Right-to-Die Law Passed in NJ
Apr 18, 2019 | Written by: Share|
The Aid in Dying for the Terminally Ill Act was signed into law on April 12, 2019. The law, which goes into effect on August 1, 2019, allows a terminally ill patient to make a request to receive medication for self-administration that will hasten death.
In order to be eligible, a patient must be terminally ill, which is defined as being “in the terminal stage of an irreversibly fatal illness, disease or condition with a prognosis, based upon reasonable medical certainty, of a life expectancy of six months or less.” A patient shall not be qualified as terminally ill until a consulting physician has reviewed the patient’s medical records, confirmed in writing the diagnosis of the attending physician, and verified that the patient is capable of acting voluntarily and has made an informed decision about the medication to be taken.
For estate planning purposes, the law does not permit a person’s healthcare agent, designated by an advanced directive or living will, to elect this option on the person’s behalf. Although a well-drafted combined advanced directive will permit a person’s designee to make many healthcare decisions, a patient’s right to die under this new law is a non-delegable right.
The new law expressly vitiates any provision in a contract, will, insurance policy, annuity or other agreement that conditions or restricts a person’s decision to make or rescind a request for life-ending medication. Likewise, any insurance policy (health, life, accident) or annuity cannot be conditioned by a request or rescission of such request under this law.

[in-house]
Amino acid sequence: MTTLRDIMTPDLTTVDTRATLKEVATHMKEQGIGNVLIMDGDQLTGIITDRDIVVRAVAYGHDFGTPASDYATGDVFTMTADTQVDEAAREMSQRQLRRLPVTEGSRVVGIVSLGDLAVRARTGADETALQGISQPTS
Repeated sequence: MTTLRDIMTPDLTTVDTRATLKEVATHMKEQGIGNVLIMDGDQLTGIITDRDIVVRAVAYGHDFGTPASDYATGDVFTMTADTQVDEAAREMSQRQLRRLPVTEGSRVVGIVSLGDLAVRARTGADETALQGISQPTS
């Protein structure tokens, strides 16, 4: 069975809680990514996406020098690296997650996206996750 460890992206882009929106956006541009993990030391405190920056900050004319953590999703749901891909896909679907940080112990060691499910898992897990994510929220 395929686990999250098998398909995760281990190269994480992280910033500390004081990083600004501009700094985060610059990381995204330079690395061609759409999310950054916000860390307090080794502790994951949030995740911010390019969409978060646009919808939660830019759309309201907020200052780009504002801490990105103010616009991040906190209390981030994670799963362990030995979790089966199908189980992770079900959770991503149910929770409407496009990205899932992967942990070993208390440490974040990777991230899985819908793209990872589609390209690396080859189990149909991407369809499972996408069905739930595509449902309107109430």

In order to exercise one’s rights under this law, a patient must be a New Jersey resident, must have the capacity to voluntarily make the decision as determined by the patient’s attending physician and a consulting physician, and must voluntarily express the desire to have the medication prescribed. The patient must make a minimum of two verbal requests for the medication, and those requests must be at least 15 days apart. Additionally, the patient must make at least one written request for the medication. The written request can be made at any time but must be signed in the presence of two witnesses who will attest to the patient’s capacity to understand his/her decision. A prescription for life-ending medicine can only be written after the second verbal request and at least 48 hours after the written request.
Daniel Makoski, Esq., is an associate with Gebhardt & Kiefer, PC, and practices primarily in the areas of tax planning, tax controversy, transactional business matters, wills, trusts, and estate planning. He was named to the NJ Super Lawyers Rising Stars list in the practice of Estate Planning & Probate in 2015, 2016 and 2017. Contact Mr. Makoski for a consultation at 908-735-5161 or via email.
If you have a suggestion for a future blog topic, please feel free to submit it via the Contact Us form.